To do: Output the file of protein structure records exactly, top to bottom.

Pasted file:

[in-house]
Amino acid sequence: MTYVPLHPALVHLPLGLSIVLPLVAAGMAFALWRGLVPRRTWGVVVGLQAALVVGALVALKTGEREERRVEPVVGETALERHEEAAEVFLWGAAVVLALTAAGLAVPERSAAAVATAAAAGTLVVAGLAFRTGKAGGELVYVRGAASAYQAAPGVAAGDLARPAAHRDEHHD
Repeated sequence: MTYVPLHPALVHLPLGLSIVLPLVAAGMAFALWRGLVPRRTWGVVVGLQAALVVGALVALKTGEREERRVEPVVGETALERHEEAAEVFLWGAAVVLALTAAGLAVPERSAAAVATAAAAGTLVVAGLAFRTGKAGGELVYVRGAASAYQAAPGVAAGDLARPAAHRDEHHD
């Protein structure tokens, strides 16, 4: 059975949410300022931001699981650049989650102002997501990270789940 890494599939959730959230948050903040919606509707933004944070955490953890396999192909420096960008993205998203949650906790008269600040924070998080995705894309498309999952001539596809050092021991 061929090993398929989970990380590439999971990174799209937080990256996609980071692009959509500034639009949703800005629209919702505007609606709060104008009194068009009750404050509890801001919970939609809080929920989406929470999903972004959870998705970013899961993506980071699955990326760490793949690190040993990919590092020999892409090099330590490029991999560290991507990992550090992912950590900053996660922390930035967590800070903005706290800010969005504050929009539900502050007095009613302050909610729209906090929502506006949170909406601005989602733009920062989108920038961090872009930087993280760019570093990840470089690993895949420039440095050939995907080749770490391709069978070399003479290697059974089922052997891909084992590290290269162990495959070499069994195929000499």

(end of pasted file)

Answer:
[in-house]
Amino acid sequence: MTYVPLHPALVHLPLGLSIVLPLVAAGMAFALWRGLVPRRTWGVVVGLQAALVVGALVALKTGEREERRVEPVVGETALERHEEAAEVFLWGAAVVLALTAAGLAVPERSAAAVATAAAAGTLVVAGLAFRTGKAGGELVYVRGAASAYQAAPGVAAGDLARPAAHRDEHHD
Repeated sequence: MTYVPLHPALVHLPLGLSIVLPLVAAGMAFALWRGLVPRRTWGVVVGLQAALVVGALVALKTGEREERRVEPVVGETALERHEEAAEVFLWGAAVVLALTAAGLAVPERSAAAVATAAAAGTLVVAGLAFRTGKAGGELVYVRGAASAYQAAPGVAAGDLARPAAHRDEHHD
């Protein structure tokens, strides 16, 4: 059975949410300022931001699981650049989650102002997501990270789940 890494599939959730959230948050903040919606509707933004944070955490953890396999192909420096960008993205998203949650906790008269600040924070998080995705894309498309999952001539596809050092021991 061929090993398929989970990380590439999971990174799209937080990256996609980071692009959509500034639009949703800005629209919702505007609606709060104008009194068009009750404050509890801001919970939609809080929920989406929470999903972004959870998705970013899961993506980071699955990326760490793949690190040993990919590092020999892409090099330590490029991999560290991507990992550090992912950590900053996660922390930035967590800070903005706290800010969005504050929009539900502050007095009613302050909610729209906090929502506006949170909406601005989602733009920062989108920038961090872009930087993280760019570093990840470089690993895949420039440095050939995907080749770490391709069978070399003479290697059974089922052997891909084992590290290269162990495959070499069994195929000499």